A Spartacus of Africa, presented by the South African National Dance Trust, is a retelling of the story of the legendary Roman gladiator for an African audience. The renowned Veronica Paeper, who choreographed the original Spartacus for the CAPAB company in 1984, has reworked her choreography to infuse elements of African and contemporary dance into this fresh African adaption.
The show boasts a striking set design by KMH Architects, beautiful costumes by Dicky Longhurst, and subtle lighting by Nicholas Michaletos. Together with the sumptuous sound of the Cape Town Philharmonic Orchestra conducted by Paul Hoskins, the result is a lavish production, giving Spartacus the potential to be something truly epic.
Unfortunately not all aspects live up to this potential. The large supporting cast, while creating great energy and atmosphere, occasionally lack clarity of movement, causing the stage to look untidy and overcrowded, distracting the eye from the otherwise fantastic dancing by the professional and student cast alike. Having said that, there are some members of the supporting cast who stand out for their presence and commitment: Rachel Abrahams shines and William Constable generates such magnetism that even when intentionally trying not to watch him, my eyes kept being drawn back.
All the male dancers perform with a strength and volatile masculine energy that tangibly radiates out of every muscle, particularly during the fighting scenes, making them exceptionally exciting to watch. The barely-there loin-cloth costumes don’t hurt either! The epitome of all this is found in Amari/Spartacus himself, performed by Washington-based dancer Brooklyn Mack (with South African Andile Ndlovu sharing the role). If for no other reason, the show is worth watching just to see Mack. His technique is such that when he turns you feel 100% secure that he won’t fall, when he lands a jump he does so with gossamer lightness, and his elevation is awe-inspiring. In short, he exhibits a precision and grace perfectly combined with a raw masculine virility and presence.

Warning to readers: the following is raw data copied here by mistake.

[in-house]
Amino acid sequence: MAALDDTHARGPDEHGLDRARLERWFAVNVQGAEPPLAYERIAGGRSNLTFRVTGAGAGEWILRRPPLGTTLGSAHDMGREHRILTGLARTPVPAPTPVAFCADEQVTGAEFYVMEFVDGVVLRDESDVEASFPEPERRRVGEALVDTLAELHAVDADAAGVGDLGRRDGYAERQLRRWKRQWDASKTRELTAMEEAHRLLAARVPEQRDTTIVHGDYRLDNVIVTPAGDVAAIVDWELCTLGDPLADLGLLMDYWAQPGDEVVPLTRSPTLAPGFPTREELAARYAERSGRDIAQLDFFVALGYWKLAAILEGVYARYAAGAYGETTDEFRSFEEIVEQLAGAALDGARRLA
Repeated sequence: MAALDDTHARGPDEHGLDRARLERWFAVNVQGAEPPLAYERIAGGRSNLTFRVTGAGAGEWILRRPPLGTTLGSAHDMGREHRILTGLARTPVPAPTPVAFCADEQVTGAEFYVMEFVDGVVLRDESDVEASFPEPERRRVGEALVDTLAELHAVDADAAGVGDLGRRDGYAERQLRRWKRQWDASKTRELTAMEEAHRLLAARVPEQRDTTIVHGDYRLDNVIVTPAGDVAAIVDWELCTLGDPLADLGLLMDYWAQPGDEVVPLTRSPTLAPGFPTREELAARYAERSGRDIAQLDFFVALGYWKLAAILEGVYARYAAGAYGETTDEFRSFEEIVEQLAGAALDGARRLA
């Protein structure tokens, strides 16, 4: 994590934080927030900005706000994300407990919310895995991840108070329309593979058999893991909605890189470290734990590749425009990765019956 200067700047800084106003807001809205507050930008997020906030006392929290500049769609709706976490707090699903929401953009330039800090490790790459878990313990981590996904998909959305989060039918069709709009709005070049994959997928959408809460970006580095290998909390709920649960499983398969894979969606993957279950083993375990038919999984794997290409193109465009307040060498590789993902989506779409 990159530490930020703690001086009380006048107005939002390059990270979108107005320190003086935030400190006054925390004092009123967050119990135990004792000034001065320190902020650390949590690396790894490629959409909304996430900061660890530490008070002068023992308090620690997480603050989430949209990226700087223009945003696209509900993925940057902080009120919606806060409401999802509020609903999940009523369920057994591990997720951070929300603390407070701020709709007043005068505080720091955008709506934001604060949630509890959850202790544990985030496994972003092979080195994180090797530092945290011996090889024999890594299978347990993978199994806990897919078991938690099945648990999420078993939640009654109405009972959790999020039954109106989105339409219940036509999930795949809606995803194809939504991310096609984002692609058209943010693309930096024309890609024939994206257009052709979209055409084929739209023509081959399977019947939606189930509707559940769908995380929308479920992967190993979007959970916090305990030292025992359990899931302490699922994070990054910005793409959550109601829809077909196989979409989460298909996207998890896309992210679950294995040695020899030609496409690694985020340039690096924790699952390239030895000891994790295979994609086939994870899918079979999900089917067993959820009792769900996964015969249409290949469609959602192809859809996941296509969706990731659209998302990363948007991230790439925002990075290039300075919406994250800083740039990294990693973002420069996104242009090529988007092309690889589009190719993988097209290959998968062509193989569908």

Mack is partnered by the beautiful Elzanne Crause as Fayola, who, when we finally get to see her dance, does so with a captivating vulnerability yet strength. The final duet between Mack and Crause is the highlight of A Spartacus of Africa both choreographically and emotionally, and it was the first time I really bought into what the characters were feeling on stage. It is a shame though, that this only happens at the end. Even though the dancing is entertaining throughout, the show loses punch by failing to draw the audience into the authenticity of the characters at an early stage.
Particularly disappointing is Kristin Wilson whose amazing physique and natural allure are perfectly suited to the character of Nadira. Hopefully this was just the one performance, but as she sauntered, smoky-eyed, onto the stage, I expected something great, yet as soon as she started dancing she lost her sass. After spinning out of control a few times, she finally found her balance and performed technically well but never exuding the sensuality in her movement of which I am sure she is capable.
A Spartacus of Africa is a high energy show with great production value, exciting dancing and the undoubted potential to capture the audience in an emotional journey. I hope the South African National Dance Trust is able to build on what they have done with A Spartacus of Africa and continue to create works and opportunities for the dancers and dance lovers of South Africa.
A Spartacus of Africa runs at Artscape Theatre Centre until 12 July 2015